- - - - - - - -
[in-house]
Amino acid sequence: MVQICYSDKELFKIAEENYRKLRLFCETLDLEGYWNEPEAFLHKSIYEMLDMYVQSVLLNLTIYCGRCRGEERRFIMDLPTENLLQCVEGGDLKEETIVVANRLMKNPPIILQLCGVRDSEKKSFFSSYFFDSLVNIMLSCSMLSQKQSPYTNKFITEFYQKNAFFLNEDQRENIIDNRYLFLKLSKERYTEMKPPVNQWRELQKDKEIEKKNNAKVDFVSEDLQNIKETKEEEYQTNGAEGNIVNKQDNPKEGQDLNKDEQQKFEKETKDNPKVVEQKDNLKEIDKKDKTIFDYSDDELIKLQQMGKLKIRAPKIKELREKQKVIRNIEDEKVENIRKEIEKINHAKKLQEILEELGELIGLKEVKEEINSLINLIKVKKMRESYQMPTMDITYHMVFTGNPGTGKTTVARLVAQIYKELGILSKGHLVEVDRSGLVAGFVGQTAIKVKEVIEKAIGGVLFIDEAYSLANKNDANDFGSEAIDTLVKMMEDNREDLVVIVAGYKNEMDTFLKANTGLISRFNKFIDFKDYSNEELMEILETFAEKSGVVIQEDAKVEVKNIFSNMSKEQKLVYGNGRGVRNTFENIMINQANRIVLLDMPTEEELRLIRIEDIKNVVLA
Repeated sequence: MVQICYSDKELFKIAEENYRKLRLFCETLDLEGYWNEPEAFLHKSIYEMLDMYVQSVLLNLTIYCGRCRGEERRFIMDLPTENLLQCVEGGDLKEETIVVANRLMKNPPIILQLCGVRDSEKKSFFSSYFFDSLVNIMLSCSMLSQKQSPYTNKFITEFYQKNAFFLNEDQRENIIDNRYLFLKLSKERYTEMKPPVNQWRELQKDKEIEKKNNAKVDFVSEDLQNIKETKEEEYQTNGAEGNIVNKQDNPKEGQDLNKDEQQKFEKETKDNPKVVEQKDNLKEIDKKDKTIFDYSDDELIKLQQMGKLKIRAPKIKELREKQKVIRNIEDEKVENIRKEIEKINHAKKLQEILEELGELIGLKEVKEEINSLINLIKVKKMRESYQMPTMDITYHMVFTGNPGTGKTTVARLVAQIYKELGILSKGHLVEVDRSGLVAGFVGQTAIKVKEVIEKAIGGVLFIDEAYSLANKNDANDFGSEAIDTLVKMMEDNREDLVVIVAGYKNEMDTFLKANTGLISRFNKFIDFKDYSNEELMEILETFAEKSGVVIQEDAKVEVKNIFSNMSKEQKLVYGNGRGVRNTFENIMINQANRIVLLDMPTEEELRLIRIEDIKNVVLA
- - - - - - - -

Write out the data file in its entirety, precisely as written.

[in-house]
Amino acid sequence: MVQICYSDKELFKIAEENYRKLRLFCETLDLEGYWNEPEAFLHKSIYEMLDMYVQSVLLNLTIYCGRCRGEERRFIMDLPTENLLQCVEGGDLKEETIVVANRLMKNPPIILQLCGVRDSEKKSFFSSYFFDSLVNIMLSCSMLSQKQSPYTNKFITEFYQKNAFFLNEDQRENIIDNRYLFLKLSKERYTEMKPPVNQWRELQKDKEIEKKNNAKVDFVSEDLQNIKETKEEEYQTNGAEGNIVNKQDNPKEGQDLNKDEQQKFEKETKDNPKVVEQKDNLKEIDKKDKTIFDYSDDELIKLQQMGKLKIRAPKIKELREKQKVIRNIEDEKVENIRKEIEKINHAKKLQEILEELGELIGLKEVKEEINSLINLIKVKKMRESYQMPTMDITYHMVFTGNPGTGKTTVARLVAQIYKELGILSKGHLVEVDRSGLVAGFVGQTAIKVKEVIEKAIGGVLFIDEAYSLANKNDANDFGSEAIDTLVKMMEDNREDLVVIVAGYKNEMDTFLKANTGLISRFNKFIDFKDYSNEELMEILETFAEKSGVVIQEDAKVEVKNIFSNMSKEQKLVYGNGRGVRNTFENIMINQANRIVLLDMPTEEELRLIRIEDIKNVVLA
Repeated sequence: MVQICYSDKELFKIAEENYRKLRLFCETLDLEGYWNEPEAFLHKSIYEMLDMYVQSVLLNLTIYCGRCRGEERRFIMDLPTENLLQCVEGGDLKEETIVVANRLMKNPPIILQLCGVRDSEKKSFFSSYFFDSLVNIMLSCSMLSQKQSPYTNKFITEFYQKNAFFLNEDQRENIIDNRYLFLKLSKERYTEMKPPVNQWRELQKDKEIEKKNNAKVDFVSEDLQNIKETKEEEYQTNGAEGNIVNKQDNPKEGQDLNKDEQQKFEKETKDNPKVVEQKDNLKEIDKKDKTIFDYSDDELIKLQQMGKLKIRAPKIKELREKQKVIRNIEDEKVENIRKEIEKINHAKKLQEILEELGELIGLKEVKEEINSLINLIKVKKMRESYQMPTMDITYHMVFTGNPGTGKTTVARLVAQIYKELGILSKGHLVEVDRSGLVAGFVGQTAIKVKEVIEKAIGGVLFIDEAYSLANKNDANDFGSEAIDTLVKMMEDNREDLVVIVAGYKNEMDTFLKANTGLISRFNKFIDFKDYSNEELMEILETFAEKSGVVIQEDAKVEVKNIFSNMSKEQKLVYGNGRGVRNTFENIMINQANRIVLLDMPTEEELRLIRIEDIKNVVLA